For most of this century, tuberculosis, or TB, has not been considered a major disease in the United States. In the late '80s, after a century of steady decline, the number of cases of TB in the United States began to increase due to increases in immigrants from countries where TB is prevalent, homeless people in crowded conditions, the elderly and AIDS patients. Although the increase in cases has been reversed in the last several years, more than 18,000 cases of TB were reported in the United States in 1998. Worldwide, TB remains a serious health problem. The World Health Organization has estimated that one-third of the world's population is infected with Mycobacterium tuberculosis, the bacterium that causes TB.
United States researchers have picked up their efforts over the past decade. One, Josephine Clark-Curtiss, Ph.D., research associate professor of biology at Washington University in St. Louis, and her colleagues have recently identified 15 M. tuberculosis genes that are expressed only when the bacteria are growing in the immune system's prime gatekeeper, a disease-fighting cell called a macrophage.
Using an elaborate new technique that is widely applicable to a host of different research situations, James Graham, Ph.D., a post-doctoral researcher in Clark-Curtiss' lab, captured DNA complementary to messenger RNA (called cDNA) of genes active in human macrophages, cells that engulf and degrade pathogenic bacteria, rendering them harmless.
But in the case of M. tuberculosis, the killer bacteria have found a way, once inside the macrophage, to prevent the development of a macrophage compartment known as the phagolysosome. This key compartment produces a number of enzymes that puts the coup de grace on M.tuberculosis.
Clark-Curtiss believes the 15 genes isolated in her laboratory play important roles in the pathogen's metabolism, propagation and self-protection once in the immune system environment. Defining the specific roles of the genes could lead to drugs that target certain of the genes or even a vaccine for the disease that afflicted 6.7 million people worldwide in 1998, killing an estimated 2.4 million, according to the National Academy of Sciences.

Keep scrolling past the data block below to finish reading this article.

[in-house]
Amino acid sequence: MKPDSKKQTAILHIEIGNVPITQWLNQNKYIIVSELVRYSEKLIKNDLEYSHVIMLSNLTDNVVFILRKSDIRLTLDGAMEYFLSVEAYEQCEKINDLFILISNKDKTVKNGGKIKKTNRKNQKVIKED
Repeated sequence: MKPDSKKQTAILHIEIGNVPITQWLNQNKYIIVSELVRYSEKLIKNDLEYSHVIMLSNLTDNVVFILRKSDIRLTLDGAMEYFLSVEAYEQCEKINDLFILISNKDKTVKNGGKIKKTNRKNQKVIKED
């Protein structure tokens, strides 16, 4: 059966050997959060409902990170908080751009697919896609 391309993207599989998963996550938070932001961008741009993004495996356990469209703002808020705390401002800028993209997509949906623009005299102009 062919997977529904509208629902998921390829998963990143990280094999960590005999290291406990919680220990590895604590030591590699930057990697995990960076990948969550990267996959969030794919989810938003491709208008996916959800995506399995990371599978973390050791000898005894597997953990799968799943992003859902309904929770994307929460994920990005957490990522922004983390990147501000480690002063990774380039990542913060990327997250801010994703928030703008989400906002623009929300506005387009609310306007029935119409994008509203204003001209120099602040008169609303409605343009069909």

"We're interested in genes expressed in the macrophage because we suspect these are vital in keeping the pathogen alive and destructive in the human body," says Clark-Curtiss. "The technique used allows us to study genes at different times after the mycobacteria have been introduced into macrophages. This is important because there really should be some chronology at work--genes expressed right after entering the macrophage, then some even later, and perhaps some that are involved in destroying the macrophage.
"Our next step is to construct mutant mycobacteria by inactivating these genes and infecting macrophages with the mutant strains to see which genes are critical to survival."
Clark-Curtiss published her results in the September, 1999 issue of the Proceedings of the National Academy of Sciences. Her research was sponsored by the National Institutes of Health.